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Wisconsin: Why? And What Can We Do About It?

March 3, 2011

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MACOMB, IL – A multidisciplinary panel will discuss what the near future will hold for workers' rights, economic recovery and American democracy in a panel session, titled "Wisconsin: Why, and What Can We do About It"? from 7–8:30 p.m. Tuesday, March 8 in Stipes Hall 121 on the Western Illinois University-Macomb campus.

The event is open free to the public. Time will be available for audience participation.

Panel organizer Peter Cole, associate professor of history at WIU, said "Governor Scott Walker's proposal to end collective bargaining rights for most of Wisconsin's public employees marks a profoundly important moment in U.S. history, with ramifications far beyond one state. This seemingly well-coordinated effort to end the rights of America's public sector workers to be in unions has resulted in several weeks of dramatic protests by literally hundreds of thousands of people in Wisconsin, Ohio, Illinois and across the nation."

The panel will address some tough questions, including: Can America continue to afford to have public sector workers receive middle class salaries and benefits? Or, will government workers, following many private sector workers, lose many of the gains won in the past 80 years? How, in particular, might this affect future teachers, police officers and other government employees?

Cole, who earned his Ph.D. (Georgetown University, 1997) in U.S. labor history and has researched the U.S. labor movement and working class for 15 years, has written, among other publications, the book "Wobblies on the Waterfront: Interracial Unionism in Progressive-Era Philadelphia" (University of Illinois Press, 2007) and the scholarly article "A Tale of Two Towns: Globalization and Rural American Deindustrialization," for Working USA: The Journal of Labor and Society (2009). He currently is working on a comparative labor history of the United States and South Africa. Cole has been an active member of University Professionals of Illinois (American Federation of Teachers) since joining the WIU history faculty in 2000.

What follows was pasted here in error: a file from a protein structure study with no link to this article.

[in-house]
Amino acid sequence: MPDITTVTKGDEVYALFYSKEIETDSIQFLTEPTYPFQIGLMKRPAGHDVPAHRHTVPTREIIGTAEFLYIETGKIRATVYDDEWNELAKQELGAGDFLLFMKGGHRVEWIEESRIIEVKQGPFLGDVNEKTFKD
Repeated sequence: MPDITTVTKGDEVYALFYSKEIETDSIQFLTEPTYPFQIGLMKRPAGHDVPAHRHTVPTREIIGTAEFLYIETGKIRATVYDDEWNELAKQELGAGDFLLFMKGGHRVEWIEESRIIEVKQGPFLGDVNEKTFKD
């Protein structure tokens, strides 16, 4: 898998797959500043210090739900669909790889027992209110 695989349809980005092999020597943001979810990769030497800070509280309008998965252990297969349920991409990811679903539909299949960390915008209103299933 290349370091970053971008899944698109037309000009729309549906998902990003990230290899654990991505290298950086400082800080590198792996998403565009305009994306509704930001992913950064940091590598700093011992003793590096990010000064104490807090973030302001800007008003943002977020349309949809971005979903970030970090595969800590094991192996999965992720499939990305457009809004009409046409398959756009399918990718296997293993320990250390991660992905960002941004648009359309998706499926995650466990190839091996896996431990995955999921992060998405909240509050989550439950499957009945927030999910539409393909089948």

Panelist James Jacobs is currently a part-time instructor at Carl Sandburg College in Galesburg (IL). He earned his master's degree in education (Reading, 1975) from Western. Born in Galesburg into a family of union members, Jacobs has belonged to the American Federation of Teachers (Galesburg, Local 1491) for nearly 30 years. Previously, he was a member of the National Education Association, United Brotherhood of Carpenters and Joiners, the International Association of Machinists and Aerospace Workers.

Panelist Jim La Prad is a associate professor of education and interdisciplinary studies at Western, who earned his Ph.D. (2005) from the University of Virginia. He teaches courses in educational social foundations from the philosophical, historical, legal and socio-cultural perspectives. His research, scholarship and practice include critical pedagogy in teaching and learning environments, experiential education, educational ethics, moral education, multicultural education and transformative educational leadership. Previously, he taught science and math in Virginia public schools, following his eight-year (1988-1996) service abroad as a decorated Infantry Officer in the United States Marine Corps.

WIU Professor and Director of the School of Law Enforcement and Justice Administration Terry Mors previously worked for the Gurnee (IL) Police Department in numerous positions ranging from patrol officer to commander. Mors has more than 17 years of law enforcement and private security experience and has been active in the Fraternal Order of Police as well as in management positions. He earned his doctorate in education (2002) from Northern Illinois University.

The panel is sponsored by the University Professionals of Illinois (UPI) and the WIU Department of History.

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